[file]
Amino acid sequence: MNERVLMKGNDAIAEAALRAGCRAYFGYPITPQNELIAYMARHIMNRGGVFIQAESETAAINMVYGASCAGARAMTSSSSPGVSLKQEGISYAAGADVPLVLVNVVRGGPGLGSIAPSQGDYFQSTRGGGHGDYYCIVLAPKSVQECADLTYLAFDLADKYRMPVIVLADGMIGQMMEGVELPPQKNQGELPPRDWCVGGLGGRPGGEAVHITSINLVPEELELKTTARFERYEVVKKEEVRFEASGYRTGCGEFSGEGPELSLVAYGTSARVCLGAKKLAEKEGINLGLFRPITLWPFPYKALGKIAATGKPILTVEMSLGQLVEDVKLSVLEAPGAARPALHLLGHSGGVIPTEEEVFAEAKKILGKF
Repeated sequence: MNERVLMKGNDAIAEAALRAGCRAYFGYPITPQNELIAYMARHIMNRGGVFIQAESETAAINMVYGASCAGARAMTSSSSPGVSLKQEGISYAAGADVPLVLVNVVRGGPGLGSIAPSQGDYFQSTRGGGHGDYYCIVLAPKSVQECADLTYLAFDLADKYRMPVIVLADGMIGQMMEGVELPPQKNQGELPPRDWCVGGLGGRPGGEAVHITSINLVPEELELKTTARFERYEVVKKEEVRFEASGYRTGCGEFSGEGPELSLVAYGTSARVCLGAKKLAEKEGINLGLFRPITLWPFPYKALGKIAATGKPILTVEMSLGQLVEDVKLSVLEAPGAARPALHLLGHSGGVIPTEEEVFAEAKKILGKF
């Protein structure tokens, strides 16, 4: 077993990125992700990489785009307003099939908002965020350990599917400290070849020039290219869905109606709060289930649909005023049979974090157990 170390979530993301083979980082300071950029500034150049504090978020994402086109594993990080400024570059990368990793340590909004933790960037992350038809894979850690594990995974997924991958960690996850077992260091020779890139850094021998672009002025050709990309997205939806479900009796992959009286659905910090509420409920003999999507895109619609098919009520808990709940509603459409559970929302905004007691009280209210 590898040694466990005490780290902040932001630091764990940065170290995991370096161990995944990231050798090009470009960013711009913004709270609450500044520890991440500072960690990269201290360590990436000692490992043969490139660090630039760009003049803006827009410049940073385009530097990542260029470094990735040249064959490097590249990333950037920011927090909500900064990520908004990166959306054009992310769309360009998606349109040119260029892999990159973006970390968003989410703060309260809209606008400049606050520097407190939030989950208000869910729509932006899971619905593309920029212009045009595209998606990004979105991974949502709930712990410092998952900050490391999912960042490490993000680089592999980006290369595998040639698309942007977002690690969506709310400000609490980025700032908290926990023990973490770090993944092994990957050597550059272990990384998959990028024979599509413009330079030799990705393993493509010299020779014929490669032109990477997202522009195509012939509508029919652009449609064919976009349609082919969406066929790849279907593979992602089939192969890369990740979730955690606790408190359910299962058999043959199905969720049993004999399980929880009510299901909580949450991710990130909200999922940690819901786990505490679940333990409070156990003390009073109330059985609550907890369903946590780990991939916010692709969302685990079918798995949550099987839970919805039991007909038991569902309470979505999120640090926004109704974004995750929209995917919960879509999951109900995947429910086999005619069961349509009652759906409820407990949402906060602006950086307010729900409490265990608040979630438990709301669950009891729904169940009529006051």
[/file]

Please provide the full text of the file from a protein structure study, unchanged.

Amino acid sequence: MNERVLMKGNDAIAEAALRAGCRAYFGYPITPQNELIAYMARHIMNRGGVFIQAESETAAINMVYGASCAGARAMTSSSSPGVSLKQEGISYAAGADVPLVLVNVVRGGPGLGSIAPSQGDYFQSTRGGGHGDYYCIVLAPKSVQECADLTYLAFDLADKYRMPVIVLADGMIGQMMEGVELPPQKNQGELPPRDWCVGGLGGRPGGEAVHITSINLVPEELELKTTARFERYEVVKKEEVRFEASGYRTGCGEFSGEGPELSLVAYGTSARVCLGAKKLAEKEGINLGLFRPITLWPFPYKALGKIAATGKPILTVEMSLGQLVEDVKLSVLEAPGAARPALHLLGHSGGVIPTEEEVFAEAKKILGKF
Repeated sequence: MNERVLMKGNDAIAEAALRAGCRAYFGYPITPQNELIAYMARHIMNRGGVFIQAESETAAINMVYGASCAGARAMTSSSSPGVSLKQEGISYAAGADVPLVLVNVVRGGPGLGSIAPSQGDYFQSTRGGGHGDYYCIVLAPKSVQECADLTYLAFDLADKYRMPVIVLADGMIGQMMEGVELPPQKNQGELPPRDWCVGGLGGRPGGEAVHITSINLVPEELELKTTARFERYEVVKKEEVRFEASGYRTGCGEFSGEGPELSLVAYGTSARVCLGAKKLAEKEGINLGLFRPITLWPFPYKALGKIAATGKPILTVEMSLGQLVEDVKLSVLEAPGAARPALHLLGHSGGVIPTEEEVFAEAKKILGKF
């Protein structure tokens, strides 16, 4: 077993990125992700990489785009307003099939908002965020350990599917400290070849020039290219869905109606709060289930649909005023049979974090157990 170390979530993301083979980082300071950029500034150049504090978020994402086109594993990080400024570059990368990793340590909004933790960037992350038809894979850690594990995974997924991958960690996850077992260091020779890139850094021998672009002025050709990309997205939806479900009796992959009286659905910090509420409920003999999507895109619609098919009520808990709940509603459409559970929302905004007691009280209210 590898040694466990005490780290902040932001630091764990940065170290995991370096161990995944990231050798090009470009960013711009913004709270609450500044520890991440500072960690990269201290360590990436000692490992043969490139660090630039760009003049803006827009410049940073385009530097990542260029470094990735040249064959490097590249990333950037920011927090909500900064990520908004990166959306054009992310769309360009998606349109040119260029892999990159973006970390968003989410703060309260809209606008400049606050520097407190939030989950208000869910729509932006899971619905593309920029212009045009595209998606990004979105991974949502709930712990410092998952900050490391999912960042490490993000680089592999980006290369595998040639698309942007977002690690969506709310400000609490980025700032908290926990023990973490770090993944092994990957050597550059272990990384998959990028024979599509413009330079030799990705393993493509010299020779014929490669032109990477997202522009195509012939509508029919652009449609064919976009349609082919969406066929790849279907593979992602089939192969890369990740979730955690606790408190359910299962058999043959199905969720049993004999399980929880009510299901909580949450991710990130909200999922940690819901786990505490679940333990409070156990003390009073109330059985609550907890369903946590780990991939916010692709969302685990079918798995949550099987839970919805039991007909038991569902309470979505999120640090926004109704974004995750929209995917919960879509999951109900995947429910086999005619069961349509009652759906409820407990949402906060602006950086307010729900409490265990608040979630438990709301669950009891729904169940009529006051």